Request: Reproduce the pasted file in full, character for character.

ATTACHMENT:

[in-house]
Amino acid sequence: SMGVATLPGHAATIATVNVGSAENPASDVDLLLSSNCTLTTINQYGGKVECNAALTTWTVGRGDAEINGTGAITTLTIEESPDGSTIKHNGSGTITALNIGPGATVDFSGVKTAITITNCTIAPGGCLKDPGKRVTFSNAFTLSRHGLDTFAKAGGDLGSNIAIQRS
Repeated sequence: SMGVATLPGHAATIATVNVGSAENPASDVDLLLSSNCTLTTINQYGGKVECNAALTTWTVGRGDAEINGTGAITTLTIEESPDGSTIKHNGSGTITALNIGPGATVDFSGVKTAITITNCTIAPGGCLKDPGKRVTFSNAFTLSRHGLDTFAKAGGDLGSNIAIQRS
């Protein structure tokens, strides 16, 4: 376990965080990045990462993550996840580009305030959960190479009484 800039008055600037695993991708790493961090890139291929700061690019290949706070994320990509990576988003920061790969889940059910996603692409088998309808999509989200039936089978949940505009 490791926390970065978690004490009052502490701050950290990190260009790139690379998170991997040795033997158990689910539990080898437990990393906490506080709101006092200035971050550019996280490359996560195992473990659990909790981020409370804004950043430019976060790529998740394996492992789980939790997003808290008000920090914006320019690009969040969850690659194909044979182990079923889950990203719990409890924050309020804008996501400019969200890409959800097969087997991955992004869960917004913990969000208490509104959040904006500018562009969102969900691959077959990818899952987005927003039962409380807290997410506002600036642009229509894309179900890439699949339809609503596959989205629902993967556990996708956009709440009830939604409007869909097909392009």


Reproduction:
[in-house]
Amino acid sequence: SMGVATLPGHAATIATVNVGSAENPASDVDLLLSSNCTLTTINQYGGKVECNAALTTWTVGRGDAEINGTGAITTLTIEESPDGSTIKHNGSGTITALNIGPGATVDFSGVKTAITITNCTIAPGGCLKDPGKRVTFSNAFTLSRHGLDTFAKAGGDLGSNIAIQRS
Repeated sequence: SMGVATLPGHAATIATVNVGSAENPASDVDLLLSSNCTLTTINQYGGKVECNAALTTWTVGRGDAEINGTGAITTLTIEESPDGSTIKHNGSGTITALNIGPGATVDFSGVKTAITITNCTIAPGGCLKDPGKRVTFSNAFTLSRHGLDTFAKAGGDLGSNIAIQRS
């Protein structure tokens, strides 16, 4: 376990965080990045990462993550996840580009305030959960190479009484 800039008055600037695993991708790493961090890139291929700061690019290949706070994320990509990576988003920061790969889940059910996603692409088998309808999509989200039936089978949940505009 490791926390970065978690004490009052502490701050950290990190260009790139690379998170991997040795033997158990689910539990080898437990990393906490506080709101006092200035971050550019996280490359996560195992473990659990909790981020409370804004950043430019976060790529998740394996492992789980939790997003808290008000920090914006320019690009969040969850690659194909044979182990079923889950990203719990409890924050309020804008996501400019969200890409959800097969087997991955992004869960917004913990969000208490509104959040904006500018562009969102969900691959077959990818899952987005927003039962409380807290997410506002600036642009229509894309179900890439699949339809609503596959989205629902993967556990996708956009709440009830939604409007869909097909392009």